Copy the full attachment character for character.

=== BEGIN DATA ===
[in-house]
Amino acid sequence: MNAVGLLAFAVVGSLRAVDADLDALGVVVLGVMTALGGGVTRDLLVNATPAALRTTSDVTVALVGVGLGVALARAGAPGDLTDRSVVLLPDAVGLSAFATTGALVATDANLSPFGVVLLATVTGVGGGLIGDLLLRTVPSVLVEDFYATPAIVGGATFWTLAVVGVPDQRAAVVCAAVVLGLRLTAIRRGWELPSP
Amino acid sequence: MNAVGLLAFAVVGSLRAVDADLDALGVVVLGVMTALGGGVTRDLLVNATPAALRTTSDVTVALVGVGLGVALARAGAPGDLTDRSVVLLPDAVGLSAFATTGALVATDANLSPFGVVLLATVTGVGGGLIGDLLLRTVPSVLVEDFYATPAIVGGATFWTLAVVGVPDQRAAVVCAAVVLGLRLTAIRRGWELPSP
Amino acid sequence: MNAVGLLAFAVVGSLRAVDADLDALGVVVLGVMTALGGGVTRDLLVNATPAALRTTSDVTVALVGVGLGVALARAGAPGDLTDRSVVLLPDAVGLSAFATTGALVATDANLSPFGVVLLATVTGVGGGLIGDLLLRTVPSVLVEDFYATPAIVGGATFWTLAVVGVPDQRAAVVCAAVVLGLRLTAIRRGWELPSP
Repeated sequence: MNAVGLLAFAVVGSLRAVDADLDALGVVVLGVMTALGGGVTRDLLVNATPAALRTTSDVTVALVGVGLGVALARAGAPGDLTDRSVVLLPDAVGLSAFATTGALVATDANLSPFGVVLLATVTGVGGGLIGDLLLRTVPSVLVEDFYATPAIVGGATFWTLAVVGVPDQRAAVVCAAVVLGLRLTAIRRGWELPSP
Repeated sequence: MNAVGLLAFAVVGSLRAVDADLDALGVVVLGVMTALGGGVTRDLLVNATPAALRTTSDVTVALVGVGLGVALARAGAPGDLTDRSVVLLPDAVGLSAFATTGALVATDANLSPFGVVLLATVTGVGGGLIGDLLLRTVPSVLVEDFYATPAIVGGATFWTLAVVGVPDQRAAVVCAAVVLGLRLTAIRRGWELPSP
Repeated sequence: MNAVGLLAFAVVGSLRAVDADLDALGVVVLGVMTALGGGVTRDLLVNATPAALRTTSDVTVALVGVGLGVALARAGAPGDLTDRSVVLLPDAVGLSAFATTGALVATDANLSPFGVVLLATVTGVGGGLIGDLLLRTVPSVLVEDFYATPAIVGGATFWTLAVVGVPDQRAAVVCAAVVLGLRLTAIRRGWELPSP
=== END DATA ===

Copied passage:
[in-house]
Amino acid sequence: MNAVGLLAFAVVGSLRAVDADLDALGVVVLGVMTALGGGVTRDLLVNATPAALRTTSDVTVALVGVGLGVALARAGAPGDLTDRSVVLLPDAVGLSAFATTGALVATDANLSPFGVVLLATVTGVGGGLIGDLLLRTVPSVLVEDFYATPAIVGGATFWTLAVVGVPDQRAAVVCAAVVLGLRLTAIRRGWELPSP
Amino acid sequence: MNAVGLLAFAVVGSLRAVDADLDALGVVVLGVMTALGGGVTRDLLVNATPAALRTTSDVTVALVGVGLGVALARAGAPGDLTDRSVVLLPDAVGLSAFATTGALVATDANLSPFGVVLLATVTGVGGGLIGDLLLRTVPSVLVEDFYATPAIVGGATFWTLAVVGVPDQRAAVVCAAVVLGLRLTAIRRGWELPSP
Amino acid sequence: MNAVGLLAFAVVGSLRAVDADLDALGVVVLGVMTALGGGVTRDLLVNATPAALRTTSDVTVALVGVGLGVALARAGAPGDLTDRSVVLLPDAVGLSAFATTGALVATDANLSPFGVVLLATVTGVGGGLIGDLLLRTVPSVLVEDFYATPAIVGGATFWTLAVVGVPDQRAAVVCAAVVLGLRLTAIRRGWELPSP
Repeated sequence: MNAVGLLAFAVVGSLRAVDADLDALGVVVLGVMTALGGGVTRDLLVNATPAALRTTSDVTVALVGVGLGVALARAGAPGDLTDRSVVLLPDAVGLSAFATTGALVATDANLSPFGVVLLATVTGVGGGLIGDLLLRTVPSVLVEDFYATPAIVGGATFWTLAVVGVPDQRAAVVCAAVVLGLRLTAIRRGWELPSP
Repeated sequence: MNAVGLLAFAVVGSLRAVDADLDALGVVVLGVMTALGGGVTRDLLVNATPAALRTTSDVTVALVGVGLGVALARAGAPGDLTDRSVVLLPDAVGLSAFATTGALVATDANLSPFGVVLLATVTGVGGGLIGDLLLRTVPSVLVEDFYATPAIVGGATFWTLAVVGVPDQRAAVVCAAVVLGLRLTAIRRGWELPSP
Repeated sequence: MNAVGLLAFAVVGSLRAVDADLDALGVVVLGVMTALGGGVTRDLLVNATPAALRTTSDVTVALVGVGLGVALARAGAPGDLTDRSVVLLPDAVGLSAFATTGALVATDANLSPFGVVLLATVTGVGGGLIGDLLLRTVPSVLVEDFYATPAIVGGATFWTLAVVGVPDQRAAVVCAAVVLGLRLTAIRRGWELPSP